Rambouillet, Catherine de Vivonne, marquise de
Catherine de Vivonne Rambouillet, marquise de (kätrēn´ də vēvôn´ märkēz´ də räNbōōyā´), 1588–1665, famous Frenchwoman, whose salon exercised a profound influence on French literature. She retired from court life in 1608 and began to receive at her house the intellectuals of Paris. Her literary salon was the first of the kind, and her example was soon imitated throughout France and spread to the rest of the world. The height of her influence was between 1620 and 1645. Her circle included Mme de Sévigné, Mme de La Fayette, Mlle de Scudéry, the duchesse de Longueville, the duchesse de Montpensier, Jean Louis Guez de Balzac, Corneille, Richelieu, Malherbe, Racan, Voiture, Bossuet, Chapelain, Scarron, Vaugelas, and La Rochefoucauld. The conversation and literary criticism of the Hôtel de Rambouillet, as her house was called, aimed solely at refinement and good taste, although the marquise liked to indulge in practical jokes on her guests. The name précieux (fem. précieuse) adopted by the members of her circle lacked at that time its derogatory connotation, but the preciosity made fashionable by her salon soon deteriorated into extravagance and was much ridiculed by Molière. The oldest daughter of the marquise de Rambouillet was Julie d'Angennes (later duchesse de Montausier), to whom the members of the circle addressed the cycle of verses Guirlande à Julie. A younger daughter, Angélique, was the first wife of the marquis de Grignan.
"Rambouillet, Catherine de Vivonne, marquise de." The Columbia Encyclopedia, 6th ed.. . Encyclopedia.com. (October 16, 2018). http://www.encyclopedia.com/reference/encyclopedias-almanacs-transcripts-and-maps/rambouillet-catherine-de-vivonne-marquise-de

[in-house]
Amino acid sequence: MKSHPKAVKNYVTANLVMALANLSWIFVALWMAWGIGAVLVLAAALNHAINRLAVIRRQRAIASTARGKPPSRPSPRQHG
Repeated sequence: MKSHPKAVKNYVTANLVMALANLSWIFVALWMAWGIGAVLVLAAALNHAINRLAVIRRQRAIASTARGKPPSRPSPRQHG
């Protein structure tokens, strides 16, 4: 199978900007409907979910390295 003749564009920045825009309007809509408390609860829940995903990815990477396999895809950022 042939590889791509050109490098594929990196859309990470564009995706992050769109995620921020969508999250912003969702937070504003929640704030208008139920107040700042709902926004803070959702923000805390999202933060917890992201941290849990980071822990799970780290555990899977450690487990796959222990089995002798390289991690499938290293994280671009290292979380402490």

"Rambouillet, Catherine de Vivonne, marquise de." The Columbia Encyclopedia, 6th ed.. . Retrieved October 16, 2018 from Encyclopedia.com: http://www.encyclopedia.com/reference/encyclopedias-almanacs-transcripts-and-maps/rambouillet-catherine-de-vivonne-marquise-de
Encyclopedia.com gives you the ability to cite reference entries and articles according to common styles from the Modern Language Association (MLA), The Chicago Manual of Style, and the American Psychological Association (APA).
Within the “Cite this article” tool, pick a style to see how all available information looks when formatted according to that style. Then, copy and paste the text into your bibliography or works cited list.
Because each style has its own formatting nuances that evolve over time and not all information is available for every reference entry or article, Encyclopedia.com cannot guarantee each citation it generates. Therefore, it’s best to use Encyclopedia.com citations as a starting point before checking the style against your school or publication’s requirements and the most-recent information available at these sites:
Modern Language Association
The Chicago Manual of Style
American Psychological Association
- Most online reference entries and articles do not have page numbers. Therefore, that information is unavailable for most Encyclopedia.com content. However, the date of retrieval is often important. Refer to each style’s convention regarding the best way to format page numbers and retrieval dates.
- In addition to the MLA, Chicago, and APA styles, your school, university, publication, or institution may have its own requirements for citations. Therefore, be sure to refer to those guidelines when editing your bibliography or works cited list.